The alternative tax measure is only marginally less offensive. “Increasing the number of officers on patrol” is hardly a comfort, especially for those victimized by identity thieves, burglars, rapists, robbers, murders, or any other criminal type whose apprehension is dependend upon an responsibly staffed investigation bureau. Besides, “increasing” is so vague as to be meaningless.

    Given the chance to vote on either of these measures I will vote “no.” Even if I could stomach the idea of yet another sales tax increase (which I don’t think I can), I could never overcome the realization that a “yes” vote would validate a continuation of the incompetent and dishonest governance that’s become a city tradition.

  3. A sales tax is the more regressive tax there is. Shame on the police union for touting a sales tax increase to pay for lavish police pensions.

    • Anthony, the men and women of the police officers do not wish to die or be maimed due to the critically low staffing levels. You are at best extremely ignorant, or at worst a Pete Constant type sycophant, who would be the first person hiding under his sheets and calling 911 while his house was being broken into. Go hug another tree, keyboard cowboy.

  4. The general-specific distinction is a joke, Scott Herhold managed to get it right for once when he wrote a column about it during the 2014 Mayor’s race. At the time, Liccardo was saying the same things Khamis/Manh/Oliverio are saying about preventing future fiscal abuse. Herhold pointed out that budgets can be manipulated: a new stream of revenue may have to go directly to public safety, but some of the existing revenue streams feeding into public safety could still be altered. John Oliver pointed out an example of this in his segment on state lotteries. States promises that public lottery proceeds would go to schools, and they did; but the funding that was there previously was redirected and overall funding to education therefore did not increase.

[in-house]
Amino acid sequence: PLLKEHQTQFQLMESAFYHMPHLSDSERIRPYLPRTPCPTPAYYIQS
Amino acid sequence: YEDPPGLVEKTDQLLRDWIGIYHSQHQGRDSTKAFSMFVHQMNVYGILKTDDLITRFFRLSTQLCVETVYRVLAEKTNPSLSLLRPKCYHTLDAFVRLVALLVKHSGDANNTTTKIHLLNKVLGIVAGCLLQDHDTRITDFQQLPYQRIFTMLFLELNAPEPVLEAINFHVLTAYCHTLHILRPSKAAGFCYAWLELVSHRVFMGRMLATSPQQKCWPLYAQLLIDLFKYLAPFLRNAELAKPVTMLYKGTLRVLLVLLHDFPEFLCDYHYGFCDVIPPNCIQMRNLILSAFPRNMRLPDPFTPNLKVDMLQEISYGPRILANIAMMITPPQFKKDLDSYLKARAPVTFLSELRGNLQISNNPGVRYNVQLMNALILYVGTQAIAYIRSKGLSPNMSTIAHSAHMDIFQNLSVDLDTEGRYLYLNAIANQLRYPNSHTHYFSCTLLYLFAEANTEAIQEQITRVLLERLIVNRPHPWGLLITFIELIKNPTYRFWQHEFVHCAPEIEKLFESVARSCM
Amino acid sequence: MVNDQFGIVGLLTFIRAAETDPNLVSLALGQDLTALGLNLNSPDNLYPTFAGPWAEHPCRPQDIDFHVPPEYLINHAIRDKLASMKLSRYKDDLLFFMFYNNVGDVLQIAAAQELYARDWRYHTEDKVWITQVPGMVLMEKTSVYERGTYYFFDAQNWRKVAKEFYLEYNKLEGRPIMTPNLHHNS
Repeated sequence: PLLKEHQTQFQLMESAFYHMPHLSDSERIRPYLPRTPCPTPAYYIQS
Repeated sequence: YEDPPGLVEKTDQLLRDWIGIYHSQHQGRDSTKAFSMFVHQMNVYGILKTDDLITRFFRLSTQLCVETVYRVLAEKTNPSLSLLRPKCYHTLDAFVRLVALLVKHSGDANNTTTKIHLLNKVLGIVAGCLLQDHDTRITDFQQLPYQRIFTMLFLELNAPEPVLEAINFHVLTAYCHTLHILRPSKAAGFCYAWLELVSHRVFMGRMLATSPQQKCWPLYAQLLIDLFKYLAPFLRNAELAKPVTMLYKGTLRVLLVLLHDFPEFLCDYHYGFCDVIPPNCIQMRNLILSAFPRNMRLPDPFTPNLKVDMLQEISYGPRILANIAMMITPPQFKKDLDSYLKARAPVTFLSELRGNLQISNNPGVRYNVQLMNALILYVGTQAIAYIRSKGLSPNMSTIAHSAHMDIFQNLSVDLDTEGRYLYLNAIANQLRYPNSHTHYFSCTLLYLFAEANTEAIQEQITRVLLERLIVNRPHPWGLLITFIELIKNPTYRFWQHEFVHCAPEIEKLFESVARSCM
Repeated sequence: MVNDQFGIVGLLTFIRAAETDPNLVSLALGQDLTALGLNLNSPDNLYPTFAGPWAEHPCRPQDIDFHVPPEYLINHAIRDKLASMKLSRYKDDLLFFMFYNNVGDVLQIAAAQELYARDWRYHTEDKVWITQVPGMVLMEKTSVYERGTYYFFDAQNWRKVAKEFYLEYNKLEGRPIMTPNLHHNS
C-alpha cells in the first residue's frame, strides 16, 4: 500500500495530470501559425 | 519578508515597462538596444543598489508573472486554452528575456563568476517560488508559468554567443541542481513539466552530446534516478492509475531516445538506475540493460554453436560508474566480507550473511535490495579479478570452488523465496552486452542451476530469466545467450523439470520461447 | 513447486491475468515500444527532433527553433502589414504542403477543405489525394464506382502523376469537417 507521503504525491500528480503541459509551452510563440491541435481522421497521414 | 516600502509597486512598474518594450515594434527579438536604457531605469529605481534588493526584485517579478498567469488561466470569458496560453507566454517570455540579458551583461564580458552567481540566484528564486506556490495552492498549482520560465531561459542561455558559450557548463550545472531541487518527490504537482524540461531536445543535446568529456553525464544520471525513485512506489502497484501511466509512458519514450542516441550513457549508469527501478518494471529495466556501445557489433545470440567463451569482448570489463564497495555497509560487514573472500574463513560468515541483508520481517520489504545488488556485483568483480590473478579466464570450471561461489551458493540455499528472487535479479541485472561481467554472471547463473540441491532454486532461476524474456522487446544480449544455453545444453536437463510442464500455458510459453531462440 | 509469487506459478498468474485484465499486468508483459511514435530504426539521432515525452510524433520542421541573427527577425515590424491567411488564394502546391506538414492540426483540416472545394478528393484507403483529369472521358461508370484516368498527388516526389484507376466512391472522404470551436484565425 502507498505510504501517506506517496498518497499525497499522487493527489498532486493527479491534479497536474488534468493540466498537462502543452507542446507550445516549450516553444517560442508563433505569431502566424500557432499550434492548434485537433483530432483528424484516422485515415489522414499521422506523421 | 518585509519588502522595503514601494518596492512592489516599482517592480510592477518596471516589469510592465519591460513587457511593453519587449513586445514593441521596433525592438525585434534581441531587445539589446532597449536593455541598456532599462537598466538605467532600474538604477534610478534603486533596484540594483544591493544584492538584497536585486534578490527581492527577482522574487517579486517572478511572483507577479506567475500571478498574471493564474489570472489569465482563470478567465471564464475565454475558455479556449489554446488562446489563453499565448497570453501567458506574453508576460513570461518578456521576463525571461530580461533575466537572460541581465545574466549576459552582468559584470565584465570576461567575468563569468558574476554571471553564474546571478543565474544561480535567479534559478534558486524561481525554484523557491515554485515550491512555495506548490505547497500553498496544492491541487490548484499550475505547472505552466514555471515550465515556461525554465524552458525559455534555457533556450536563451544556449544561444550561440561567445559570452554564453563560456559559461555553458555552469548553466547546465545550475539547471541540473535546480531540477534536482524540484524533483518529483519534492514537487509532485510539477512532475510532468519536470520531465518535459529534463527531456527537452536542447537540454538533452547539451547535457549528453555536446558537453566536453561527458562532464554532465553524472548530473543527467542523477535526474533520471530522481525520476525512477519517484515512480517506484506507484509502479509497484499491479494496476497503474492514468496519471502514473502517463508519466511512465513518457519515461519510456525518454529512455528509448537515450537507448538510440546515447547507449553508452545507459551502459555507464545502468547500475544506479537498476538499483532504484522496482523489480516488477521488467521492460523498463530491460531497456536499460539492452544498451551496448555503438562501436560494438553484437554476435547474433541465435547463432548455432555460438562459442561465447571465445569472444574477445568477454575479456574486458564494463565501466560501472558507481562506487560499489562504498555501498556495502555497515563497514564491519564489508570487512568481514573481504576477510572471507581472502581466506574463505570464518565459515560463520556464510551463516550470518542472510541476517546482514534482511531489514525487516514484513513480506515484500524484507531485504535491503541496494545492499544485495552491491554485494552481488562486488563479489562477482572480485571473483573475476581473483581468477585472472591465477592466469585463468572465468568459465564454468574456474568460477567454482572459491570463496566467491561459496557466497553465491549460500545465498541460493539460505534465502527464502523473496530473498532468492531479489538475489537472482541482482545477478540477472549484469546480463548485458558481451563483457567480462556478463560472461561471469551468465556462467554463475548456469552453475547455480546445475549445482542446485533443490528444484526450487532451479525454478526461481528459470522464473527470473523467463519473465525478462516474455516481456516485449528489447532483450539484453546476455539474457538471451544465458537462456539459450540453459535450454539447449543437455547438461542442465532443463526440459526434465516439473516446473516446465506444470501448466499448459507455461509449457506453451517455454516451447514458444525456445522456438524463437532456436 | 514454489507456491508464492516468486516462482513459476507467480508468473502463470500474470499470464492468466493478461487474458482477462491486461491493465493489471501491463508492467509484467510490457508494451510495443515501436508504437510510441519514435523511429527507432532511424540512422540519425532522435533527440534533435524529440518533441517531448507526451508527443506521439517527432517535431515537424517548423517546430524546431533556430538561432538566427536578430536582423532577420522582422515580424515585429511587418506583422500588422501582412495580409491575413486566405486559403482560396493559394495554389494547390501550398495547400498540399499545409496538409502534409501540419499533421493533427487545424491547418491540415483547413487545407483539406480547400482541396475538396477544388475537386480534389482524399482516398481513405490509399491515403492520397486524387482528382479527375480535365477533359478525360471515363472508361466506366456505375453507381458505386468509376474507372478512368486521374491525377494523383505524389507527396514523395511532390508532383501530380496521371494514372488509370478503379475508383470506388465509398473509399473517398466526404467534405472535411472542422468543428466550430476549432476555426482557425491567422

Sam Liccardo understood this when he was running for Mayor, and he understands it now. The three people who signed the memo in favor of the specific tax understand it, as well. Just like when Sam advocated for a special tax, the three people advocating for a special tax are all running for election. Of the five pro-general tax advocates, the only one running for election is Kalra.

    Another angle to slice this is, of course, is that Khamis, Nguyen, and Oliverio are the three most conservative members of the City Council. Liccardo has often been known as business-friendly, but he bucked the Chamber of Commerce on the Measure B settlement, and with Measure B dead there simply isn’t a litmus test to divide the liberals from the conservatives on the council. Ramona Giwargis declared the litmus test was how they decided to vote on impact fees in December, but that may have been premature. What will be interesting to watch tomorrow is: 1) whether or not Magdalena sides with her labor allies; and 2) which faction of the Chamber coalition split Chappie decides to side with, Sam-Rose or Manh-Khamis. Tam will predictably side with Manh.

  5. Or . . .

    “shall the City of San Jose cut $40 million of useless, wasteful, fraudulent, and abusive expenditures such as “global warming” programs, plastic bag bans, homeless services, LGBT group hugs, ethnic special interest group “celebrations”, sanctuary city propaganda, relocation services and foster care for refugees and illegal immigrants, non-compliance with immigration laws, legal expenditures for non-compliance with federal drug laws, et cetera, et cetera, et cetera”.